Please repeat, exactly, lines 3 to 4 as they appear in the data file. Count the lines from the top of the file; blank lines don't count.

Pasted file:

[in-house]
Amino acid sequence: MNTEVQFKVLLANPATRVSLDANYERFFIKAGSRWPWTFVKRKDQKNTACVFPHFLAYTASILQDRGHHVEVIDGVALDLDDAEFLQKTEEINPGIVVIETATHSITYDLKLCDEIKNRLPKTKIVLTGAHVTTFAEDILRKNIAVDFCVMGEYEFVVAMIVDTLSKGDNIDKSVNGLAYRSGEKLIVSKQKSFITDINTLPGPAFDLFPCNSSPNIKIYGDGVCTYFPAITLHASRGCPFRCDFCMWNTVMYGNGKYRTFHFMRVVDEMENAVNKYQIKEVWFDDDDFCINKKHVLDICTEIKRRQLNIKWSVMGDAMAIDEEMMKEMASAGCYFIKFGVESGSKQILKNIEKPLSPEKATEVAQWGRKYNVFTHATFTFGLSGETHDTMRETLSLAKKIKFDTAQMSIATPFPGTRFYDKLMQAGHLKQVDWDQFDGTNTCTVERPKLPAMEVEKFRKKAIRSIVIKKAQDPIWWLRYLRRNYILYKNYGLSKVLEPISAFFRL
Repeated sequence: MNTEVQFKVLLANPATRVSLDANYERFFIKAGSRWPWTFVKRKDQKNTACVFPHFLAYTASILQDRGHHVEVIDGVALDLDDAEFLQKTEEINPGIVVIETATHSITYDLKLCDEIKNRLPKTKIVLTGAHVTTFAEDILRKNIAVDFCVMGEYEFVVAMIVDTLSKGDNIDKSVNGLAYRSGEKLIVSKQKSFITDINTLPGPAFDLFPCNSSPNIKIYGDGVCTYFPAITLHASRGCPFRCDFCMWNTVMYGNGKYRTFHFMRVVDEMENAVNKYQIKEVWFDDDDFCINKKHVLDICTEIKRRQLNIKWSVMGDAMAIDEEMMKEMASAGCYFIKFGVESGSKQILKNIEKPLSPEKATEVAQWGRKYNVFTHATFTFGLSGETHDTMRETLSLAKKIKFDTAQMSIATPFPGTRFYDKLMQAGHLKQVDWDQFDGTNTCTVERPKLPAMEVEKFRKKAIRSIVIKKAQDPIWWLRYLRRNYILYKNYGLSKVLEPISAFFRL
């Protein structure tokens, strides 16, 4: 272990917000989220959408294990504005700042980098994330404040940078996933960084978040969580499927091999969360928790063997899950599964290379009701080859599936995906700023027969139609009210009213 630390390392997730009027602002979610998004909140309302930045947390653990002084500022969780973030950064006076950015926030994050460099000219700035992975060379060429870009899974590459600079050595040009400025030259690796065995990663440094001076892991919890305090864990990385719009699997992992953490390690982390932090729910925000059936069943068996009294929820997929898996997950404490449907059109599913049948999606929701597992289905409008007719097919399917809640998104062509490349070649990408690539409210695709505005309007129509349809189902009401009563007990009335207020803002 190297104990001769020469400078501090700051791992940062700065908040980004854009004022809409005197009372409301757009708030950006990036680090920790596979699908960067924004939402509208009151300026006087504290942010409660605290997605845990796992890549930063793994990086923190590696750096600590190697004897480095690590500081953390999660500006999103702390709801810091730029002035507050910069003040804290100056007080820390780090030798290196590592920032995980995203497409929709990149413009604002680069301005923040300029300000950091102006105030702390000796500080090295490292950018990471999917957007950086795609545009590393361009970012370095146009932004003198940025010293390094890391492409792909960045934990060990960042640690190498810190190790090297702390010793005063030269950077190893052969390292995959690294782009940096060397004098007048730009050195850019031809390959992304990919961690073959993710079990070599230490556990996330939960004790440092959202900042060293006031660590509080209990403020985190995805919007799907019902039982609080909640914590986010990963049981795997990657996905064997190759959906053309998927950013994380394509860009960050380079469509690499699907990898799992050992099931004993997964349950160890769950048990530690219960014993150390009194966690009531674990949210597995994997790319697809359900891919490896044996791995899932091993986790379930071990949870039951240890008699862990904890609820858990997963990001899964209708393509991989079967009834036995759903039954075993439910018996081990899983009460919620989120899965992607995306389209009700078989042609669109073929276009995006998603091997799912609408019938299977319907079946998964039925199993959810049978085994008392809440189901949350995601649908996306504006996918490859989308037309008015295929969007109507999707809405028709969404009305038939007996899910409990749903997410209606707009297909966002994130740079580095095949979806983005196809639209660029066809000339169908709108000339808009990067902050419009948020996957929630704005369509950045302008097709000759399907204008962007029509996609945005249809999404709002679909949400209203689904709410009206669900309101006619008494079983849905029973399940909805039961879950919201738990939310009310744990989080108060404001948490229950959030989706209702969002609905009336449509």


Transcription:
Repeated sequence: MNTEVQFKVLLANPATRVSLDANYERFFIKAGSRWPWTFVKRKDQKNTACVFPHFLAYTASILQDRGHHVEVIDGVALDLDDAEFLQKTEEINPGIVVIETATHSITYDLKLCDEIKNRLPKTKIVLTGAHVTTFAEDILRKNIAVDFCVMGEYEFVVAMIVDTLSKGDNIDKSVNGLAYRSGEKLIVSKQKSFITDINTLPGPAFDLFPCNSSPNIKIYGDGVCTYFPAITLHASRGCPFRCDFCMWNTVMYGNGKYRTFHFMRVVDEMENAVNKYQIKEVWFDDDDFCINKKHVLDICTEIKRRQLNIKWSVMGDAMAIDEEMMKEMASAGCYFIKFGVESGSKQILKNIEKPLSPEKATEVAQWGRKYNVFTHATFTFGLSGETHDTMRETLSLAKKIKFDTAQMSIATPFPGTRFYDKLMQAGHLKQVDWDQFDGTNTCTVERPKLPAMEVEKFRKKAIRSIVIKKAQDPIWWLRYLRRNYILYKNYGLSKVLEPISAFFRL
């Protein structure tokens, strides 16, 4: 272990917000989220959408294990504005700042980098994330404040940078996933960084978040969580499927091999969360928790063997899950599964290379009701080859599936995906700023027969139609009210009213 630390390392997730009027602002979610998004909140309302930045947390653990002084500022969780973030950064006076950015926030994050460099000219700035992975060379060429870009899974590459600079050595040009400025030259690796065995990663440094001076892991919890305090864990990385719009699997992992953490390690982390932090729910925000059936069943068996009294929820997929898996997950404490449907059109599913049948999606929701597992289905409008007719097919399917809640998104062509490349070649990408690539409210695709505005309007129509349809189902009401009563007990009335207020803002 190297104990001769020469400078501090700051791992940062700065908040980004854009004022809409005197009372409301757009708030950006990036680090920790596979699908960067924004939402509208009151300026006087504290942010409660605290997605845990796992890549930063793994990086923190590696750096600590190697004897480095690590500081953390999660500006999103702390709801810091730029002035507050910069003040804290100056007080820390780090030798290196590592920032995980995203497409929709990149413009604002680069301005923040300029300000950091102006105030702390000796500080090295490292950018990471999917957007950086795609545009590393361009970012370095146009932004003198940025010293390094890391492409792909960045934990060990960042640690190498810190190790090297702390010793005063030269950077190893052969390292995959690294782009940096060397004098007048730009050195850019031809390959992304990919961690073959993710079990070599230490556990996330939960004790440092959202900042060293006031660590509080209990403020985190995805919007799907019902039982609080909640914590986010990963049981795997990657996905064997190759959906053309998927950013994380394509860009960050380079469509690499699907990898799992050992099931004993997964349950160890769950048990530690219960014993150390009194966690009531674990949210597995994997790319697809359900891919490896044996791995899932091993986790379930071990949870039951240890008699862990904890609820858990997963990001899964209708393509991989079967009834036995759903039954075993439910018996081990899983009460919620989120899965992607995306389209009700078989042609669109073929276009995006998603091997799912609408019938299977319907079946998964039925199993959810049978085994008392809440189901949350995601649908996306504006996918490859989308037309008015295929969007109507999707809405028709969404009305038939007996899910409990749903997410209606707009297909966002994130740079580095095949979806983005196809639209660029066809000339169908709108000339808009990067902050419009948020996957929630704005369509950045302008097709000759399907204008962007029509996609945005249809999404709002679909949400209203689904709410009206669900309101006619008494079983849905029973399940909805039961879950919201738990939310009310744990989080108060404001948490229950959030989706209702969002609905009336449509």